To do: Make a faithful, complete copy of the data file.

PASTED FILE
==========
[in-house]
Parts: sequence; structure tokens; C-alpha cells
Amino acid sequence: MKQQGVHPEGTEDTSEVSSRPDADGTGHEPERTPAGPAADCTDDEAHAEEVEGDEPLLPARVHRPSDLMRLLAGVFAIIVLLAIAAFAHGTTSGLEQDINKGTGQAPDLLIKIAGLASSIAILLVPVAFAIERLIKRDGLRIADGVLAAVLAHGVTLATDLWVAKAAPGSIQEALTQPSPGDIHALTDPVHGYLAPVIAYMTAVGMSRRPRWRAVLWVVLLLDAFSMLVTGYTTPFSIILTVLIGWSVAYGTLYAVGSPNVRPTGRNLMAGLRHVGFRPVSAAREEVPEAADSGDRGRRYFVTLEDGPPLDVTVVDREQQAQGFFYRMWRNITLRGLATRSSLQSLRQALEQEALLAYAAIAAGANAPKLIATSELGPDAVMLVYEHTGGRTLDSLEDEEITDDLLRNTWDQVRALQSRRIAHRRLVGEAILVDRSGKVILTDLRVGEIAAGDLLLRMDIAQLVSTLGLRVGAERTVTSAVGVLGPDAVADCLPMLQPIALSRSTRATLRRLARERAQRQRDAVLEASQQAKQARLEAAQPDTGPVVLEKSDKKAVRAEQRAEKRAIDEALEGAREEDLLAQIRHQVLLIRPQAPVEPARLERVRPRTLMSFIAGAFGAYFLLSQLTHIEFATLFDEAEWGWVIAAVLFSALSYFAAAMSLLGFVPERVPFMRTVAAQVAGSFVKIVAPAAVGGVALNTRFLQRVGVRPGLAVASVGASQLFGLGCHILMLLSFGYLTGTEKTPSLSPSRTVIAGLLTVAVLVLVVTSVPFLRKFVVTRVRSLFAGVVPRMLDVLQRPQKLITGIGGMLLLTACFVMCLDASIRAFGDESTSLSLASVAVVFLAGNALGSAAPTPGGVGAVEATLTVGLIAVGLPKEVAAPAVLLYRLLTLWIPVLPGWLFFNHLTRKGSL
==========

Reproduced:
[in-house]
Parts: sequence; structure tokens; C-alpha cells
Amino acid sequence: MKQQGVHPEGTEDTSEVSSRPDADGTGHEPERTPAGPAADCTDDEAHAEEVEGDEPLLPARVHRPSDLMRLLAGVFAIIVLLAIAAFAHGTTSGLEQDINKGTGQAPDLLIKIAGLASSIAILLVPVAFAIERLIKRDGLRIADGVLAAVLAHGVTLATDLWVAKAAPGSIQEALTQPSPGDIHALTDPVHGYLAPVIAYMTAVGMSRRPRWRAVLWVVLLLDAFSMLVTGYTTPFSIILTVLIGWSVAYGTLYAVGSPNVRPTGRNLMAGLRHVGFRPVSAAREEVPEAADSGDRGRRYFVTLEDGPPLDVTVVDREQQAQGFFYRMWRNITLRGLATRSSLQSLRQALEQEALLAYAAIAAGANAPKLIATSELGPDAVMLVYEHTGGRTLDSLEDEEITDDLLRNTWDQVRALQSRRIAHRRLVGEAILVDRSGKVILTDLRVGEIAAGDLLLRMDIAQLVSTLGLRVGAERTVTSAVGVLGPDAVADCLPMLQPIALSRSTRATLRRLARERAQRQRDAVLEASQQAKQARLEAAQPDTGPVVLEKSDKKAVRAEQRAEKRAIDEALEGAREEDLLAQIRHQVLLIRPQAPVEPARLERVRPRTLMSFIAGAFGAYFLLSQLTHIEFATLFDEAEWGWVIAAVLFSALSYFAAAMSLLGFVPERVPFMRTVAAQVAGSFVKIVAPAAVGGVALNTRFLQRVGVRPGLAVASVGASQLFGLGCHILMLLSFGYLTGTEKTPSLSPSRTVIAGLLTVAVLVLVVTSVPFLRKFVVTRVRSLFAGVVPRMLDVLQRPQKLITGIGGMLLLTACFVMCLDASIRAFGDESTSLSLASVAVVFLAGNALGSAAPTPGGVGAVEATLTVGLIAVGLPKEVAAPAVLLYRLLTLWIPVLPGWLFFNHLTRKGSL